Shooting Film

Hawkins, Ben, Shooting Film: Everything You Need to Know About Analogue Photography, 2022. 


This sounded like a fun diversion for me - a new book about film photography written, apparently, for younger people who have discovered film as a new . . . .diversion?  Maybe it would remind me of some finer points that I have overlooked, but more likely just confirm what I already know.  I was not expecting so many curious choices, partial or inadequate descriptions, and outright errors - nothing earth shattering that would ruin someone’s photography, but enough to suggest that the book needed a more attentive editor.  To wit . . .

  • Am I the only one who is annoyed by “analogue”?  How about “film”.
  • The cover photo is out-of-focus and off-color.  This is apparently a nod to Lomography, the embrace of, well, out-of-focus and off-color.  Must be a generational thing.
  • On page 19 the author implies that Leica only makes digital cameras (but later on page 44 he makes it clear that they also still make film cameras).
  • Page 20:  A Canon AE-1 Program is labeled as a Canon AE-1.
  • Page 25:  No, on most large format cameras the dark slide does not take the place of a shutter.
  • Page 35:  No, the Minolta X-700 was not the last Minolta manual focus camera (maybe he meant the last major manual focus camera).  The X-700 was introduced in 1981, the X-370s was introduced in 1995.
  • Page 38:  Maybe this is an Englishism - what he calls back-to-front we would call left-to-right (talking about the TLR viewfinder).
  • Page 45:  No, the Minolta CLE was not made in collaboration with Leica.  The earlier CL was, but by the time of the CLE the two companies had ended their partnership.
  • Page 56:  This is a really bad look - holding a negative with a thumb planted on the surface.  The author should read his own book - on page 158 he cautions to only handle negatives by the edges.
  • Page 70:  Titanium scissors?  I’ve cut negatives for over half a century with any available pair of scissors - never a problem.
  • Page 102 -  No, for Sunny 16 it’s the reciprocal of the film speed, not the film speed.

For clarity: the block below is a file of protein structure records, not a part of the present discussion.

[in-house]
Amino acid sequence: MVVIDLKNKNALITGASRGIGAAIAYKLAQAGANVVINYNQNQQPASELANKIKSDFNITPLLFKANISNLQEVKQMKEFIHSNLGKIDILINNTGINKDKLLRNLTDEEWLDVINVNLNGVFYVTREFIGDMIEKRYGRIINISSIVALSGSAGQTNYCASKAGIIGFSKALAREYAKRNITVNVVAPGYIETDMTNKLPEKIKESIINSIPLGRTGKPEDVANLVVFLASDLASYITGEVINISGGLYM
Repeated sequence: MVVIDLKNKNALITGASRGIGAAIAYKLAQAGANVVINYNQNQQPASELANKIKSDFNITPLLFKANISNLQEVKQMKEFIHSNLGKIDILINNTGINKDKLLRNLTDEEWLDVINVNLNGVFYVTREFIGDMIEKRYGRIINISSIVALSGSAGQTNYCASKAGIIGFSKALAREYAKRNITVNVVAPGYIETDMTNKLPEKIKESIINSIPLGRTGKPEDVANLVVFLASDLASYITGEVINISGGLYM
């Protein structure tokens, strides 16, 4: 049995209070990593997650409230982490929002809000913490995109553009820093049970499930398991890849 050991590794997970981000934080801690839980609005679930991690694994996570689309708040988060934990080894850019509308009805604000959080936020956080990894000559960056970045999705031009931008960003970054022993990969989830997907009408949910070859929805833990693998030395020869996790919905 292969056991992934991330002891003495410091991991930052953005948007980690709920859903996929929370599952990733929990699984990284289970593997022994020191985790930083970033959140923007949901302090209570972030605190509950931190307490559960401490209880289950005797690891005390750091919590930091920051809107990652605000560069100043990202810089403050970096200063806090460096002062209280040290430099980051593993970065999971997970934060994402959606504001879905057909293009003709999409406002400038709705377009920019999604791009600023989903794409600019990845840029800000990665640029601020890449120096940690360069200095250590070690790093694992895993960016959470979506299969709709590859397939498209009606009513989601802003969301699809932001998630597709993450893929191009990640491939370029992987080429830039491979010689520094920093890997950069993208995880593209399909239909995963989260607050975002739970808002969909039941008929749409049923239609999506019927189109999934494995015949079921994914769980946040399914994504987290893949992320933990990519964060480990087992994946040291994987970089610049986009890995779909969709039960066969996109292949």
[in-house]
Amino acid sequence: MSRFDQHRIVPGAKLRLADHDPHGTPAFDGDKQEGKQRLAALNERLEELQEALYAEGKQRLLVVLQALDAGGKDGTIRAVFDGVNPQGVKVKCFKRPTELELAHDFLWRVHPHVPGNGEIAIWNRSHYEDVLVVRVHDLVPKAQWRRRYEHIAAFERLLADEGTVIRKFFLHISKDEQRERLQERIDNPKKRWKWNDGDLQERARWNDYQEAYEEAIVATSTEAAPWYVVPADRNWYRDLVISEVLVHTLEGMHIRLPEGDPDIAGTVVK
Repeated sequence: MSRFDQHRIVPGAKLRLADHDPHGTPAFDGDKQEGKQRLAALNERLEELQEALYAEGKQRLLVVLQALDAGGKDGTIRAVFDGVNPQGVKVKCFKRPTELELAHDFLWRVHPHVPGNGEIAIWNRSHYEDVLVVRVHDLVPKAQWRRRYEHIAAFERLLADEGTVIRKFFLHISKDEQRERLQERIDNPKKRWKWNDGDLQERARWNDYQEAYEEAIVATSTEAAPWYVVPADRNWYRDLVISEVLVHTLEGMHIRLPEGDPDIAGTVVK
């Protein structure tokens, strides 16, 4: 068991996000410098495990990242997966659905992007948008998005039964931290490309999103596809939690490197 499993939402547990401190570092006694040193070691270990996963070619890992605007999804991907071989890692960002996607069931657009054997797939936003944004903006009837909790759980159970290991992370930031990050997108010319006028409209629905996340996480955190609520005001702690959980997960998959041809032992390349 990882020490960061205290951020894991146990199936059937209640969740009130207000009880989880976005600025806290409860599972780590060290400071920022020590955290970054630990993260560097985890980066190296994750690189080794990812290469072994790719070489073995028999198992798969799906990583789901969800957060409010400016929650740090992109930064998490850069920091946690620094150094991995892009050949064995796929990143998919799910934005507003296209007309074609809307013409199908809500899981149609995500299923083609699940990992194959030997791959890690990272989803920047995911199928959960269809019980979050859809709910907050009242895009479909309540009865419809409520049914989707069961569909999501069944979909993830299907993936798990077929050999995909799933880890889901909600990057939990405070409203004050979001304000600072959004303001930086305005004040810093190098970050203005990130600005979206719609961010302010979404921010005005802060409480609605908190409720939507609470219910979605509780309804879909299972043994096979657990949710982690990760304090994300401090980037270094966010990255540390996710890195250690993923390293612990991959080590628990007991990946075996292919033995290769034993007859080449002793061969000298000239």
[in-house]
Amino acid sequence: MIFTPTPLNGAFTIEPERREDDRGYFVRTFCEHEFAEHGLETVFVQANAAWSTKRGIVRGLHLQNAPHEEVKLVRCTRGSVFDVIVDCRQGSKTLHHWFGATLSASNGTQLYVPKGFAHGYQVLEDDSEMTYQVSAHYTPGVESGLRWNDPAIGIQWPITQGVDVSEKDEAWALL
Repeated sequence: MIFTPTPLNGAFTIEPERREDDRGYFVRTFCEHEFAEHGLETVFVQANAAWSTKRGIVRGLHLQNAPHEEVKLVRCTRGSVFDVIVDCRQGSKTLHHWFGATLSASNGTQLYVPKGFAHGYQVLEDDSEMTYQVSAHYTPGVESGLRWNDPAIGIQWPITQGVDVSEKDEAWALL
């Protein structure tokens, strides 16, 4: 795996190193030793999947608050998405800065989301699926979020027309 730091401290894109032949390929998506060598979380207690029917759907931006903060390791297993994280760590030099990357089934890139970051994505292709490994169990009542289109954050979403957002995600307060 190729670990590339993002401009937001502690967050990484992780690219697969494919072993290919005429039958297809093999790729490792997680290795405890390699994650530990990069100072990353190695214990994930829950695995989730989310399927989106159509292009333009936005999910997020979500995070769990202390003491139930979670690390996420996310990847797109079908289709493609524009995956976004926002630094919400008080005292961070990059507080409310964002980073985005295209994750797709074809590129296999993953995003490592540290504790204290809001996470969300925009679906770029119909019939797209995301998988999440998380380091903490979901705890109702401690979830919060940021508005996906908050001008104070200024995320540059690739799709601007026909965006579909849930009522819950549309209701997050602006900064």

• Page 118 - Advice to permanently leave a UV filter on your lens omits the possible downsides, image degradation and increased flare.
  • Page 118 - This is very much my opinion, but I would say that if you have one black & white filter it should be orange.  Yellow doesn’t make enough difference to make a difference.
  • Page 132 - Creative light “flaws”.  No thanks.
  • Page 142 - “Deving” for “developing”.  Is that how the kids talk these days?
  • Page 143 - The author failed to mention that the reel that comes with the Paterson Super System 4 is inferior to third-party reels with a larger lip.
  • Page 143 - No, film drying clips are expensive photo-specific pieces of equipment that can be replaced by much cheaper bulldog clips from an office-supply store.
  • Page 146 - The author fails to mention that an enlarger is incomplete without a lens, which is usually a separate purchase and may have more influence on print quality than the enlarger.
  • Page 148 - It is not necessary to leave a small border around the print.  There are borderless easels that work just fine, a drying rack is more efficient than hanging prints, and prints can be handled by the edges or with cotton gloves to avoid fingerprints.
  • Page 149 - The author fails to mention the dry-down effect.  That first print may turn out to be a disappointment.
  • Page 189 - The author fails to distinguish between match-needle metering and truly manual control.
  • Page 189 -  The author recommends a 50mm lens for portraits.  80mm would be better (we’re talking 35mm cameras).
  • And finally, the input from several photographers, particularly Liza Kanaeva-Hunsicker was not helpful.  Most of their photographs were unappealing.

A list of what the author got right would obviously be much longer than this error list.  I would give the book two f/stops (out of five), mostly for the effort.


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